Mild Hack for Unit Testing the Run Method of an Angular Module

AngularJS No Comments »

In Angular 1.x, the run() method of a module behaves similar to the main method or constructor method concept found in other languages:  it's a method that runs as soon as all of the dependencies have been resovled and the module has been configured.

Because of this, even if you use run() to execute a named method that can be called separately in your unit test, the code in that method gets executed during the process of instantiating the module to use in your tests.  That makes it difficult to do any testing that compares the state of data prior to running the method or tests that require mocking dependencies and dependency behavior inside of the method.

So when I ran into this problem, I came up with a mild "hack" to work around the immediate execution of the run() method.  I made the execution of the code inside my run method dependent on the value of a Boolean constant:


angular.module( 'mainModule', [] )
    .constant( 'executeRunMethod', true )
    .run( runMethod );

function runMethod( $rootScope, authService, executeRunMethod ) {
    if ( executeRunMethod ) {
        //Execute the code as expected
    }
}

runMethod.$inject = [ '$rootScope', 'authService', 'executeRunMethod' ];

With the executeRunMethod constant set to true, the runMethod() code executes via run() once the module is wired up as expected, so everything "runs" normally.

In my unit test however, I can override the executeRunMethod constant during the process of instantiating the module, setting it to false, effectively preventing the run() method from executing.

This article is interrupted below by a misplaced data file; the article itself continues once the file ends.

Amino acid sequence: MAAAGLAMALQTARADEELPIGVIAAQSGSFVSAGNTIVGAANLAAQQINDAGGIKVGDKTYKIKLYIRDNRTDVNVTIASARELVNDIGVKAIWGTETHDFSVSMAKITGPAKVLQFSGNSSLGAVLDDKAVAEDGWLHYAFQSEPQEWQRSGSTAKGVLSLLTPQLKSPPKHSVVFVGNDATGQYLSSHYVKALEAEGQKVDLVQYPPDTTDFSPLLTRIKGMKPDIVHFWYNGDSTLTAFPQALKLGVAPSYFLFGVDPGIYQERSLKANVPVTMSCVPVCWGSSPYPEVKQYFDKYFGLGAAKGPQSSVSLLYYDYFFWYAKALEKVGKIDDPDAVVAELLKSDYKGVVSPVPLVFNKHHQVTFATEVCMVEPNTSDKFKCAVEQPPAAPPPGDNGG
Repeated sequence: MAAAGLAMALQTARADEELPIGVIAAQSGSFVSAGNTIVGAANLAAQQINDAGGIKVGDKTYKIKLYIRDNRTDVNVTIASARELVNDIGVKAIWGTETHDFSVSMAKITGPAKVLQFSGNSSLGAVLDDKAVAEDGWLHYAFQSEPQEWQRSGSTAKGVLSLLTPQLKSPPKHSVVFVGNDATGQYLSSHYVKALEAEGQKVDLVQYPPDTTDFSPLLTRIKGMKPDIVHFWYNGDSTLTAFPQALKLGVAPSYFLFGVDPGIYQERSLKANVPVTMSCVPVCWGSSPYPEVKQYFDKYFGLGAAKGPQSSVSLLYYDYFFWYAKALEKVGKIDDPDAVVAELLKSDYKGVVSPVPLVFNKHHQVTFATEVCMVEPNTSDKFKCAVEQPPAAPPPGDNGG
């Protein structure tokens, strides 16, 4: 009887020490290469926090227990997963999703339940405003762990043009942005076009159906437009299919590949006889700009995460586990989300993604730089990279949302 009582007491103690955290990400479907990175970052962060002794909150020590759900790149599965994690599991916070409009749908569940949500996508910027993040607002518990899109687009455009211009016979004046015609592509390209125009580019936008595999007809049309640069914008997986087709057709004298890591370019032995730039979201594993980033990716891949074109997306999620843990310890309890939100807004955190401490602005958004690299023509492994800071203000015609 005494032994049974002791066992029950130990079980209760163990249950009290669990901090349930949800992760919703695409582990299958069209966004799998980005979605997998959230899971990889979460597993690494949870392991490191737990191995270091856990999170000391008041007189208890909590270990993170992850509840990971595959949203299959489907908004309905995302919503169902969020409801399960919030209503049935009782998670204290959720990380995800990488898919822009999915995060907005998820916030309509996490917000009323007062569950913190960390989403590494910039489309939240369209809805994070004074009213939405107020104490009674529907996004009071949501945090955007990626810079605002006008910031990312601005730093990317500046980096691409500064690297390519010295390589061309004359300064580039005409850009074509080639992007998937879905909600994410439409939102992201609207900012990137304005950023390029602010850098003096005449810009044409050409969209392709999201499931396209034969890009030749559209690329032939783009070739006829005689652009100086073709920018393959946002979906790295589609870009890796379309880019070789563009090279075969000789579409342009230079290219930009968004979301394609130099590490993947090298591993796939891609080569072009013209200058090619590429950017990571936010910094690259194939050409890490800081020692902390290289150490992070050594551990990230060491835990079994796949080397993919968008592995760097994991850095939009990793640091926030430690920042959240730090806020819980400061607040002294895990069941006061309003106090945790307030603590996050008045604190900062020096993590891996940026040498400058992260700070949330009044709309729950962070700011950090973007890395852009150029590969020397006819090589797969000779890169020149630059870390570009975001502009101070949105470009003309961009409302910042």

'use strict';

describe( 'mainModule', function () {
    var $rootScope,
        mockAuthService;

    beforeEach( function () {

        module( 'mainModule', function ( $provide ) {
            // The executeRunMethod constant is overridden to be false
            $provide.constant( 'executeRunMethod', false );
        } );

        inject( function ( $injector ) {
            $rootScope = $injector.get( '$rootScope' );
            mockAuthService = { requestUser: function() {} };
        } );

    });

Later in the test file, I can test the runMethod directly, passing in the needed arguments, including a "true" instance of the executeRunMethod argument allowing the code to be executed:


describe( 'the runMethod function', function() {

        var executeRunMethod = true;

        it( 'performs the expected action', function () {

            runMethod( $rootScope, mockAuthService, executeRunMethod );

            expect( result ).toEqual( expectation );
        });
});

So this arrangement lets me test the code used by the module run() method just as if it was a normal method.

Using a Route Naming Convention to Control View Access in AngularJS

AngularJS , JavaScript 1 Comment »

Suppose for a moment that you have an AngularJS single-page application, one with view routes managed with then ngRoute module, that is used by users with different roles.  A user in your company's Sales group has access to certain areas of the application, while a user in Accounting works in other parts of the application.  And there are also some areas of the application that are common to all users.